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This review is from: Sapphire Radeon R9 FURY X 4GB HBM PCI-E HDMI / TRIPLE DP
Pros: Mine is very quiet. Received pump with the new sticker, bought during first week of release. My case is basically an open air design (Cooler Master Haf Evo XB) I can't hear it over my almost silent (cougar) case fans unless I manually crank the fan speed. Be sure to orient radiator with the hoses at the bottom.
Plays Project Cars and Battlefield 4 pretty well at 3440x1440. Battlefield 4 usually sits around 60-70fps with max settings with no major dips observed so far. PCars is also usually about 55-70fps on max settings but it dips to mid 40s during heavy traffic. Add rain into the mix and it dips to mid 20s in heavy traffic. Have to turn down settings to get good framerates in the rain. But surprisingly, the game seems pretty smooth until it gets below about 35fps. VRAM usage for BF4 tops out around 2850MB, PCars at around 1850MB.
Overall a very smooth gaming experience.
Cons: No overclocking capability as of this writing. This may change once voltage control is enabled in overclocking utilities. Initially I tried to overclock to 1150. Booted fine but display froze in PCars. Same result down to 1085. Could be my power supply (corsair RM1000) but it did fine with my previous 3x6970 OC setup. This is the reason I gave 4 eggs instead of 5. If voltage control lets me OC to around 1200 I would be very happy. Since AMD hyped this as an "overclocker's dream" I was a bit displeased by the utter lack of any overclocking whatsoever. Almost sold it on principle but nVidia does much worse so it wouldn't make any sense to do that.
If you need hdmi 2.0, that is a big one. I don't need it so not a con for me.
Other Thoughts: Overall it plays my games pretty well even though the 980ti benches with an unusually higher delta vs Fury X in those two particular titles. So they are basically worst case scenarios, barring what might happen if a game needs over 4gb of VRam.
Even though I could have sold it for a 980ti with a g10 watercooler and still had some money left, I decided to keep the Fury for a few reasons.
-Crossfire results look good vs 980ti SLI.
-There is a good chance performance will improve with driver updates.
-Windows 10 reported to increase performance especially on PCars. -DirectX12 performance vs nVidia is an unknown but I am optimistic since AMD developed Mantle.
-If I do keep this card long term and crossfire this when the 16nm GPUs come out sometime next year, AMD has a much better record of maintaining performance on last gen cards than nVidia.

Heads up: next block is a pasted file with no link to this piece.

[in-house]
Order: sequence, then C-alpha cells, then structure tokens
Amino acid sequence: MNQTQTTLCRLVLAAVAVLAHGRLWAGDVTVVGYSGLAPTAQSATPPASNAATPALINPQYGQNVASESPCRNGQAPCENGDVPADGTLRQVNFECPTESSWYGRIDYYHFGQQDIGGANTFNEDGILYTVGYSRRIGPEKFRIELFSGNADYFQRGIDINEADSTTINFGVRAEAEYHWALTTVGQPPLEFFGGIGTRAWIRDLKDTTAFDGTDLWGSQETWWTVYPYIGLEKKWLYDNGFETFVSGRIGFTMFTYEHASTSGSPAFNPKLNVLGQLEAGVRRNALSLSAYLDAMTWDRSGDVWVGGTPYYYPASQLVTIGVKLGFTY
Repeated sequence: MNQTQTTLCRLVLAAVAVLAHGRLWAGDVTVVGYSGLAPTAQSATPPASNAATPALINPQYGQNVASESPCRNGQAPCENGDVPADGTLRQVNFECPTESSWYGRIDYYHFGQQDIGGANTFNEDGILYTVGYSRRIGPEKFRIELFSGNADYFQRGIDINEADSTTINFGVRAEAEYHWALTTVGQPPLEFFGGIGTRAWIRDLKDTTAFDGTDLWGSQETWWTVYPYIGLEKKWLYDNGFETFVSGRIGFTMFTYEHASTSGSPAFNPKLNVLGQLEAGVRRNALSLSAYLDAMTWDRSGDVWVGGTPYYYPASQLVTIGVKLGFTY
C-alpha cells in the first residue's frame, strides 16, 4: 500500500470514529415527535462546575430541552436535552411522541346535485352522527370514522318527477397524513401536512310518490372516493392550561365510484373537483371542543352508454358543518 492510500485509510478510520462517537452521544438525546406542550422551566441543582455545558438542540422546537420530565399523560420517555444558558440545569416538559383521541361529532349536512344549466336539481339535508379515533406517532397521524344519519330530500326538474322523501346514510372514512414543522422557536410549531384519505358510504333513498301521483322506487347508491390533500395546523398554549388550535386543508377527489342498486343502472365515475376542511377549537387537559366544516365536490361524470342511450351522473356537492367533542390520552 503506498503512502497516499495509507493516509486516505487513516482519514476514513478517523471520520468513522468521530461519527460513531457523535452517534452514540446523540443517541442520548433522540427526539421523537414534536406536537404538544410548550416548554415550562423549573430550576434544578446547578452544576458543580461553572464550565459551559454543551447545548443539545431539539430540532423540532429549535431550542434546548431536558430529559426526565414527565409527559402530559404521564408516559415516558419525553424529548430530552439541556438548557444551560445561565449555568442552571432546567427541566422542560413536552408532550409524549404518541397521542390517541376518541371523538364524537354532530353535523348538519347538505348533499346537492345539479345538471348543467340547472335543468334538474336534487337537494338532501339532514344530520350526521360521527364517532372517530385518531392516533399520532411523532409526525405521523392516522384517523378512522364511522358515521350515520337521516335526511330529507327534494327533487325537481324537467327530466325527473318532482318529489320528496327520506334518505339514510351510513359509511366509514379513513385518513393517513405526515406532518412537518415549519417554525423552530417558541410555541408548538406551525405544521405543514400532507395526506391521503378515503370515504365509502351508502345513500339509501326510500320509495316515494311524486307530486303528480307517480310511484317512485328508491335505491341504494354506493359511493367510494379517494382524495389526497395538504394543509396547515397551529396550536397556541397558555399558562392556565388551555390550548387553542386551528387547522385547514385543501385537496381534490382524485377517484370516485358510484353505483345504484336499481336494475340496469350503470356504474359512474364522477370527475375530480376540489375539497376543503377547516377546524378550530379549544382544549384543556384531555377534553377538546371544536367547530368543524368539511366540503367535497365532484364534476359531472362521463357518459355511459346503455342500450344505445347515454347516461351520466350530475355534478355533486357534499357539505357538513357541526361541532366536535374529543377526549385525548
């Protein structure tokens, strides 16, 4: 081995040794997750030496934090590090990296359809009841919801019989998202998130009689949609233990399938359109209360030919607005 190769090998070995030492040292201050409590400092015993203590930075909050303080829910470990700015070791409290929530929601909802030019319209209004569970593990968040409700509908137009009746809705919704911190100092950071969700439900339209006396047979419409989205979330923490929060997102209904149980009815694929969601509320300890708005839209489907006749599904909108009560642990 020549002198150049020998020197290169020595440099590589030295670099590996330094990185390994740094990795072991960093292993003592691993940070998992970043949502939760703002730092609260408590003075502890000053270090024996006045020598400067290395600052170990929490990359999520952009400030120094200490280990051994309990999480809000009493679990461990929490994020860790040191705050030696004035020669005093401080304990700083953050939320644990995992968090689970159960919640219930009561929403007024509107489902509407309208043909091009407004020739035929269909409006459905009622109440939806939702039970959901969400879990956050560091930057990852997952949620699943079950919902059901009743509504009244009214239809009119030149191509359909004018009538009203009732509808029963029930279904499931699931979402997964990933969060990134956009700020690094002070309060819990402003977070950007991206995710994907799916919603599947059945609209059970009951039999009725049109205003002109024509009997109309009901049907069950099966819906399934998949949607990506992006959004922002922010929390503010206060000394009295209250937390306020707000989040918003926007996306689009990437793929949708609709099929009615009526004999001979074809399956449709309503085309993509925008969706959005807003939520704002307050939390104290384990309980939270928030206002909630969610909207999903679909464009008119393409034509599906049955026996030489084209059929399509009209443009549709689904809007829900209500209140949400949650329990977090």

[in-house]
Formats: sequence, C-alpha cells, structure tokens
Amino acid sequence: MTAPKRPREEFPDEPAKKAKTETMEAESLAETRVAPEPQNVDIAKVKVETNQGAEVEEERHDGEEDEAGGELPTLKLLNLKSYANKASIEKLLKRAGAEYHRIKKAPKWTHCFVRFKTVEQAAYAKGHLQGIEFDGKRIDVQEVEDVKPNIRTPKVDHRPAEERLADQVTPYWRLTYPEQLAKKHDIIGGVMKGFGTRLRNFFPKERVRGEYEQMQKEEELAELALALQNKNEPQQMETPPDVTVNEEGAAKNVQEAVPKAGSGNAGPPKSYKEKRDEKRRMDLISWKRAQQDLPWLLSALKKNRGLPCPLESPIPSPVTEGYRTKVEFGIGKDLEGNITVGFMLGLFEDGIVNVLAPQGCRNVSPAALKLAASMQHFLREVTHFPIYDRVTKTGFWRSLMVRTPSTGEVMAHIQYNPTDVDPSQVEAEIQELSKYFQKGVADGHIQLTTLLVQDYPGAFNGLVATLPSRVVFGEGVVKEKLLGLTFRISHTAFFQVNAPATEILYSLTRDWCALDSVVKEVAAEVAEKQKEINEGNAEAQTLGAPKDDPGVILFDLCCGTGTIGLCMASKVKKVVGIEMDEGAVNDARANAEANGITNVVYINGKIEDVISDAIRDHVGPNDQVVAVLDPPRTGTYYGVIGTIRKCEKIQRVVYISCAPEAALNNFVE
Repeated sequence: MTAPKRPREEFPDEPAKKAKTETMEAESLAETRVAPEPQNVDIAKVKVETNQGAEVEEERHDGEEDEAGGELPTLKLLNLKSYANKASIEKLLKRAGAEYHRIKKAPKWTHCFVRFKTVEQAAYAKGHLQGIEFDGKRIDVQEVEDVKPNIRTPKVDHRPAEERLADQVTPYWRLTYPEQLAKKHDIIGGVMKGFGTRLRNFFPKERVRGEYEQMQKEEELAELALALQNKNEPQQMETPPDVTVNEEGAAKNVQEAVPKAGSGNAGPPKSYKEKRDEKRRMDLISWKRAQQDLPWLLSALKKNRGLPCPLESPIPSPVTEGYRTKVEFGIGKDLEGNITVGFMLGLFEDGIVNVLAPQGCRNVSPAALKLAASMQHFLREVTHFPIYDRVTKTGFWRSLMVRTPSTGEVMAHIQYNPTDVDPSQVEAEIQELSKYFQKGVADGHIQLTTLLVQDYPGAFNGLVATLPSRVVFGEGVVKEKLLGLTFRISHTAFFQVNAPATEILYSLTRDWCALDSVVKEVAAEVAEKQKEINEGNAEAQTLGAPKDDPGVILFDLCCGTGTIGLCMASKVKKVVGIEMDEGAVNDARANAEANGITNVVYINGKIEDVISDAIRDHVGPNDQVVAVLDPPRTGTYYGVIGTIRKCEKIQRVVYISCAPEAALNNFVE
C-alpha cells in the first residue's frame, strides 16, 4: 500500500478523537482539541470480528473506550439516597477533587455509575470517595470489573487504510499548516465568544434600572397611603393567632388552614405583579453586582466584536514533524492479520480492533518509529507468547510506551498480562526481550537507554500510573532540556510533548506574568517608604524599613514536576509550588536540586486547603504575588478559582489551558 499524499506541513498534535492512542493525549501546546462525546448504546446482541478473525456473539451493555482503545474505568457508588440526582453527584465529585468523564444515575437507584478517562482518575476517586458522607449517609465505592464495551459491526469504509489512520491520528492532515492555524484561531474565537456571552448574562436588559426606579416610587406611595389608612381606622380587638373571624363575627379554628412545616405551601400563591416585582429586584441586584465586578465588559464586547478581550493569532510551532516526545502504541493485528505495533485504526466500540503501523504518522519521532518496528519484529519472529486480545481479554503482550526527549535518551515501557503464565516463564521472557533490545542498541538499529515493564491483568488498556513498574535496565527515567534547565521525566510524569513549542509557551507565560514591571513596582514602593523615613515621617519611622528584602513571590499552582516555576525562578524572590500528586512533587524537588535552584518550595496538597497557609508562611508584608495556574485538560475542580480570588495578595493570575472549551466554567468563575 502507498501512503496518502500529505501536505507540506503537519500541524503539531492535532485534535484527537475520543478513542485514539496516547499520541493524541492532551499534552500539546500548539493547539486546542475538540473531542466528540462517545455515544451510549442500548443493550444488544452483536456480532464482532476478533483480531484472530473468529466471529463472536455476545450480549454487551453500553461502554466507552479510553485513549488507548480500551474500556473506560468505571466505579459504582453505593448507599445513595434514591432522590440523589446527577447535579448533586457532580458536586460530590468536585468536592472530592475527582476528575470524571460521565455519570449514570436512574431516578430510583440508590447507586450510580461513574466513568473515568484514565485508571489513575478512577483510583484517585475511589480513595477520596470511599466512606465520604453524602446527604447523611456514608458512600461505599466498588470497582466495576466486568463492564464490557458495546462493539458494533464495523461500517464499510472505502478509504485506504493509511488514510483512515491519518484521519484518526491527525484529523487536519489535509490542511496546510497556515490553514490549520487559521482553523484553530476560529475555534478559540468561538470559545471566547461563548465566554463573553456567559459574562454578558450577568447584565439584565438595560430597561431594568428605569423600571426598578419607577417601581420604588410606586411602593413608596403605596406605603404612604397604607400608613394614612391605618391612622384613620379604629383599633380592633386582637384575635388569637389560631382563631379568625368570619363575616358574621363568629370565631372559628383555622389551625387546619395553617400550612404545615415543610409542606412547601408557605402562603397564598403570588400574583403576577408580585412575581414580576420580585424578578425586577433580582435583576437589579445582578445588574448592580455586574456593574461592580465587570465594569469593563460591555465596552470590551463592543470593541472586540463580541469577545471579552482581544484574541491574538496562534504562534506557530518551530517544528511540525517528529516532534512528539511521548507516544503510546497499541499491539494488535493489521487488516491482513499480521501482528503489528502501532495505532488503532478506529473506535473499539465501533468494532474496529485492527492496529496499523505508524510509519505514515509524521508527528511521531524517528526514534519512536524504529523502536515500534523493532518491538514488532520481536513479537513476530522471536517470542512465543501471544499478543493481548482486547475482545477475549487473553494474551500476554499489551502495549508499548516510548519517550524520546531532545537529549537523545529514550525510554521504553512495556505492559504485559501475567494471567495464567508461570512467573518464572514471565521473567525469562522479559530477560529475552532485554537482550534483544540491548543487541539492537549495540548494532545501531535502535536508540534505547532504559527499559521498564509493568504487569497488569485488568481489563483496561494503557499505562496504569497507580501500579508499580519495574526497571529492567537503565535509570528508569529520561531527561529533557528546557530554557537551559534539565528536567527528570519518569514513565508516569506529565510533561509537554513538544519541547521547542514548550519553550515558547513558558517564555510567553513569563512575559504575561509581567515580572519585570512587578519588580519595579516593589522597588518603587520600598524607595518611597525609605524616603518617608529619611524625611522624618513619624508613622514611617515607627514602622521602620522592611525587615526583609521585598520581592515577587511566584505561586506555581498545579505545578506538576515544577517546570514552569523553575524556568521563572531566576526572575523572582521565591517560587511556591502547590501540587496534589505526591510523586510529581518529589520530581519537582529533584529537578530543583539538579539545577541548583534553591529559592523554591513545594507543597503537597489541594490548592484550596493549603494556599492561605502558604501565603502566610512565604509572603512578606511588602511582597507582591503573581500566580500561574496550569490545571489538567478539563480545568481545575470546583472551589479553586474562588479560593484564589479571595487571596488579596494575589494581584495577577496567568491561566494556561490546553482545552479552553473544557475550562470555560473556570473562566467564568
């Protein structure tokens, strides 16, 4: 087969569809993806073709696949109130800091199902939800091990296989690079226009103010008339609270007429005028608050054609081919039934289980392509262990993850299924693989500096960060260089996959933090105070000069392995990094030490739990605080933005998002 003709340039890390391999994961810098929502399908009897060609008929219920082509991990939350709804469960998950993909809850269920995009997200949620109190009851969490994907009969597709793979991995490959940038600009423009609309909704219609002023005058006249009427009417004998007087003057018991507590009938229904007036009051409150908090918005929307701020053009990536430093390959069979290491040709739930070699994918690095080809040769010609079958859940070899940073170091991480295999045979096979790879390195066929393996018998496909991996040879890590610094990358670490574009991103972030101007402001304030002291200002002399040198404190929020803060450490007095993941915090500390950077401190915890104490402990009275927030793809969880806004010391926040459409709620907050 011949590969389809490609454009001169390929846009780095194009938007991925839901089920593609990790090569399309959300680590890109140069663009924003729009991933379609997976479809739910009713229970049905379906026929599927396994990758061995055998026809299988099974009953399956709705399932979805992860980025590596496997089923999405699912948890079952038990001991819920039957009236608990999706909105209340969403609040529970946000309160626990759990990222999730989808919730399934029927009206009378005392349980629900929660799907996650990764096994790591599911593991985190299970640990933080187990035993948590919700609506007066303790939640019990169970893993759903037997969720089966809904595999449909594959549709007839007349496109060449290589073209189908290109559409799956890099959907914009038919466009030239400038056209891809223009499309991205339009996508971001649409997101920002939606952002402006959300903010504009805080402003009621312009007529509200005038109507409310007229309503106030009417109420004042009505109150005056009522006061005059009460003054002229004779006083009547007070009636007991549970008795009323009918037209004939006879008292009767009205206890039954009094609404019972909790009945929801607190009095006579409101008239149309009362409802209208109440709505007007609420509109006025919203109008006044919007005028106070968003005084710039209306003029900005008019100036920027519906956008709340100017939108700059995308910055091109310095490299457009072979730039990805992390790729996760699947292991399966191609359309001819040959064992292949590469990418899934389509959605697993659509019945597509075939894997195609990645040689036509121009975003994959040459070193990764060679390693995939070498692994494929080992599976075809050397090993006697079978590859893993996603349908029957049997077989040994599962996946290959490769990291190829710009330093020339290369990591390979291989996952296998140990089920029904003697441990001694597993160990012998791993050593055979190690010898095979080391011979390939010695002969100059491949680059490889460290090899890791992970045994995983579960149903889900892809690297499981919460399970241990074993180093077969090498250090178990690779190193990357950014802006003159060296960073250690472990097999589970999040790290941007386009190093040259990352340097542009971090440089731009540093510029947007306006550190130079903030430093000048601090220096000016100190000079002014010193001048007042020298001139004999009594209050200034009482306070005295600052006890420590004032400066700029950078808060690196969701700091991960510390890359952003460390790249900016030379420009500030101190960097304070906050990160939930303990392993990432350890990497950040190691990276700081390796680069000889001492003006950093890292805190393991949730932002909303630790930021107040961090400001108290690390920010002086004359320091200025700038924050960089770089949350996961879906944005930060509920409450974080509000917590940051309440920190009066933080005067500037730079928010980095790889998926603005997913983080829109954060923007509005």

Pros: This is a great deal at this price, with speeds that nearly saturate the Sata III bus. Also has very good IOPS in most scenarios. This means that currently you can't really get much more performance from a single ssd for most applications.
I have used about 6-8 different SSDs on builds and upgrades for myself and family members. Some favorites included the Corsair Force GT, the Samsung 830 and a Chronos Deluxe, which is similar to this drive but with synchronous memory.
Power draw is very good, it has increased battery life by about 80% on my Sony Tap 20 battery powered all-in-one touch pc.
Also noticeably lightened the weight on the computer. This is significant in this case as the Tap 20 is almost too heavy to be comfortable on your lap at about 11 lbs. I ordered a Tap 20 with the standard HD, saving the $400 bucks(!) Sony wanted for an SSD upgrade. Then I popped in the Mushkin which gives me the spinning drive as a backup for free as well, in the unlikely event that I have any problems down the line. Shrinking the partition and transferring the factory Windows 8 install was all done with free and/or trial software programs. They were even able to grab the factory restore partitions.
Unlike spinning hard drives, I have yet to have an SSD fail on me for no reason. Perhaps there were glitches early on in the technology, but failure is far less common with current SSD drives than with spinning drives in my experience. People who still complain or worry about SSD durability appear somewhat paranoid IMHO. I am not a true expert on SSD manufacturing, but I do have a degree in Electrical Engineering. Also I keep an eye on some busy SSDs in servers at work so I think I can evaluate the general durability of the technology fairly well.
Cons: The only real room for improvement for this drive that I can see would be synchronous memory which can increase performance on highly compressed data. So perhaps this isn't the ideal choice for a video editing RAID array, but outside of that it is a very compelling option.READ FULL REVIEW
Pros: This is a steal for what you get. I have had this power supply for 2 years and no problems. Have been running trifire with 3x overclocked 6970s for the last 8 months or so. 3820 cpu overclocked to 4.7 Ghz also. Do not hesitate on this power supply. This is the only part which has survived my upgrades over the last 2 years. Every other part has been replaced over that timespan but no need to even consider a new psu.
Cons: Can't think of one.
Other Thoughts: I see no reason to spend more on a 1000w psu.
Current rig this powers:
Asrock x79 extreme 6
i 7-3820 @ 4.7 Ghz
16 GB ddr 3 1866
3x Radeon 6970 trifire @ 925 Mhz
3x 23" 1080p monitors
240 GB Corsair force gt
2 7200 rpm drives
Corsair 600t white
Ducky Shine II mech keyboard
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